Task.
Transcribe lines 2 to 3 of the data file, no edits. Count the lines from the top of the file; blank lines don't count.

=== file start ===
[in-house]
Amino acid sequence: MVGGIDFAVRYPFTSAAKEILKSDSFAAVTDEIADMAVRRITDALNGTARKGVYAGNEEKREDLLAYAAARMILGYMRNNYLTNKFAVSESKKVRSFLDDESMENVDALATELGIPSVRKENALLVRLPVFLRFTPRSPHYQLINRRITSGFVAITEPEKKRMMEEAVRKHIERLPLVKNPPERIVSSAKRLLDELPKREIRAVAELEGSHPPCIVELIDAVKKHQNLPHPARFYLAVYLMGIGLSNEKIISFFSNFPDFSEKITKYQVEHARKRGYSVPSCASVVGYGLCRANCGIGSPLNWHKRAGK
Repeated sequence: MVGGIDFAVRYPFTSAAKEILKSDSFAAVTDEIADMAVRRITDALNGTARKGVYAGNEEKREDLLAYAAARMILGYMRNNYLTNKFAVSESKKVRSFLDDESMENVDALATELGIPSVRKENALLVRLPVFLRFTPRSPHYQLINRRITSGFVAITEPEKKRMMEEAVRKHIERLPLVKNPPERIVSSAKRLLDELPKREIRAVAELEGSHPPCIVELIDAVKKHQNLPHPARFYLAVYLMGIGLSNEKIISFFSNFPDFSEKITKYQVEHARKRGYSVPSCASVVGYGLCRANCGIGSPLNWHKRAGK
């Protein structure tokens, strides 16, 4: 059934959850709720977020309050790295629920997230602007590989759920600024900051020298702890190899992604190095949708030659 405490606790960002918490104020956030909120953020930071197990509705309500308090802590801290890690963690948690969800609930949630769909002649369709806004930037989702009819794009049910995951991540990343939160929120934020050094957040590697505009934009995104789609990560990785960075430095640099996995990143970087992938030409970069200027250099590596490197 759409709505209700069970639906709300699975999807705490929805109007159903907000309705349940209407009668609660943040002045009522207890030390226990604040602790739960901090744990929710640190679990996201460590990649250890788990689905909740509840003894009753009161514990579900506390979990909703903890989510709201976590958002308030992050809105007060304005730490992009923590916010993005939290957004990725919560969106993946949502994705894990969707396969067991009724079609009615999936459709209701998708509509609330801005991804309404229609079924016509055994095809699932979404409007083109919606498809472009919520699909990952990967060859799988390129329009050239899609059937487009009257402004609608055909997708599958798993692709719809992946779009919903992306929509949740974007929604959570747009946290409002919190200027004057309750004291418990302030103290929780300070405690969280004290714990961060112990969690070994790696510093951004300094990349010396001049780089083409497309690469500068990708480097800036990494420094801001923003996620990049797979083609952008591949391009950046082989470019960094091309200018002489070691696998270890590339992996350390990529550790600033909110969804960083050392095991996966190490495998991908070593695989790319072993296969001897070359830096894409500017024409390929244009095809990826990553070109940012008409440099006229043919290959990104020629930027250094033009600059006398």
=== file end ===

Amino acid sequence: MVGGIDFAVRYPFTSAAKEILKSDSFAAVTDEIADMAVRRITDALNGTARKGVYAGNEEKREDLLAYAAARMILGYMRNNYLTNKFAVSESKKVRSFLDDESMENVDALATELGIPSVRKENALLVRLPVFLRFTPRSPHYQLINRRITSGFVAITEPEKKRMMEEAVRKHIERLPLVKNPPERIVSSAKRLLDELPKREIRAVAELEGSHPPCIVELIDAVKKHQNLPHPARFYLAVYLMGIGLSNEKIISFFSNFPDFSEKITKYQVEHARKRGYSVPSCASVVGYGLCRANCGIGSPLNWHKRAGK
Repeated sequence: MVGGIDFAVRYPFTSAAKEILKSDSFAAVTDEIADMAVRRITDALNGTARKGVYAGNEEKREDLLAYAAARMILGYMRNNYLTNKFAVSESKKVRSFLDDESMENVDALATELGIPSVRKENALLVRLPVFLRFTPRSPHYQLINRRITSGFVAITEPEKKRMMEEAVRKHIERLPLVKNPPERIVSSAKRLLDELPKREIRAVAELEGSHPPCIVELIDAVKKHQNLPHPARFYLAVYLMGIGLSNEKIISFFSNFPDFSEKITKYQVEHARKRGYSVPSCASVVGYGLCRANCGIGSPLNWHKRAGK